Panic Disorder

Jonathan D. Huppert*

*Corresponding author for this work

Research output: Chapter in Book/Report/Conference proceedingChapterpeer-review

1 Scopus citations


Panic disorder is characterized by a fear of future panic attacks, or a “fear of fear,” which leads to avoidance and distress. Panic disorder is often comorbid with agoraphobia, or a fear of experiencing anxiety or panic attacks in different situations. Psychological theories of panic have made significant progress since the inception of the diagnosis in the 1980s. These theories focus catastrophic interpretations of bodily sensations, also described as feared associations of bodily sensations with threat. Most psychological theories and treatments (i.e., cognitive behavioral therapies) focus on learning that bodily sensations are not dangerous through experiential exercises often called exposure or behavioral experiments. Multiple studies have demonstrated the efficacy of these interventions, and they are considered recommended, first-line treatments in most of the world. So much progress has been made in these treatments that there are self-help programs, including guided internet-based interventions that incorporate these principles and yield similar efficacy.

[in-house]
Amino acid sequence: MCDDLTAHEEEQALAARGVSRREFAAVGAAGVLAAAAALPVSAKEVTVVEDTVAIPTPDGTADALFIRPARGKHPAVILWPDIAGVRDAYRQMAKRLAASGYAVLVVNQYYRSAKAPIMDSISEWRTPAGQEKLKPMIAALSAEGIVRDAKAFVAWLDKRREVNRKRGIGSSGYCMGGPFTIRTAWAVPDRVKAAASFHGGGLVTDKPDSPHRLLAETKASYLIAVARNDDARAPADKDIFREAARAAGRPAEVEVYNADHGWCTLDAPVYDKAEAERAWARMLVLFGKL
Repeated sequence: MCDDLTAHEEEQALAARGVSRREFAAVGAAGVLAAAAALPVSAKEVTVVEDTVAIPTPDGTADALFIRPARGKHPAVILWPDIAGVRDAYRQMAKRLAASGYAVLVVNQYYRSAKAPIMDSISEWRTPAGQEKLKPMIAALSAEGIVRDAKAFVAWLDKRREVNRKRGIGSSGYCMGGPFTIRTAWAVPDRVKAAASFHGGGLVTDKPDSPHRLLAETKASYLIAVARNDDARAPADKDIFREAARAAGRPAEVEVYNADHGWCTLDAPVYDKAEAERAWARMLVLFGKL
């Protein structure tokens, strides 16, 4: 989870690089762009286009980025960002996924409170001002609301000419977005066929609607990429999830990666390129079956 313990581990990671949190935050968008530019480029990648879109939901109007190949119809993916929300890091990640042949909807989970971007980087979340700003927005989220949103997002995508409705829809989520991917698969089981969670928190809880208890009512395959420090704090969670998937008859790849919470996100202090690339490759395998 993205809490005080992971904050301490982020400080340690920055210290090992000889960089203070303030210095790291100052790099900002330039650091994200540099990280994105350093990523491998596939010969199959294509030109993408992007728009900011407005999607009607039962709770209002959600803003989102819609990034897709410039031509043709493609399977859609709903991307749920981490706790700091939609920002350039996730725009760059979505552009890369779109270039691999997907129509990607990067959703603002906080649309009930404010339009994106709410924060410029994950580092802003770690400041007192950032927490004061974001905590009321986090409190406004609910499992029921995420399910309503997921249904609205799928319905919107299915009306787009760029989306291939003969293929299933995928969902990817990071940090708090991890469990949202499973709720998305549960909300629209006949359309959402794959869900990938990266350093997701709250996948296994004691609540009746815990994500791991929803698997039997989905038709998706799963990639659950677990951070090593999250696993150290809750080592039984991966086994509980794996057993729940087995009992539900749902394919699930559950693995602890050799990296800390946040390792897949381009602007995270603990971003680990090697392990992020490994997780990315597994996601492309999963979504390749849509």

Original languageAmerican English
Title of host publicationComprehensive Clinical Psychology, Second Edition
Number of pages16
ISBN (Electronic)9780128186978
StatePublished - 1 Jan 2022

Bibliographical note

Publisher Copyright:
© 2022 Elsevier Ltd. All rights reserved


  • Agoraphobia
  • Anxiety disorders
  • Avoidance
  • Behavioral experiments
  • Catastrophic misinterpretations
  • Cognitive behavioral therapy
  • Exposure
  • Fear of fear
  • Interoceptive exposure
  • Panic disorder


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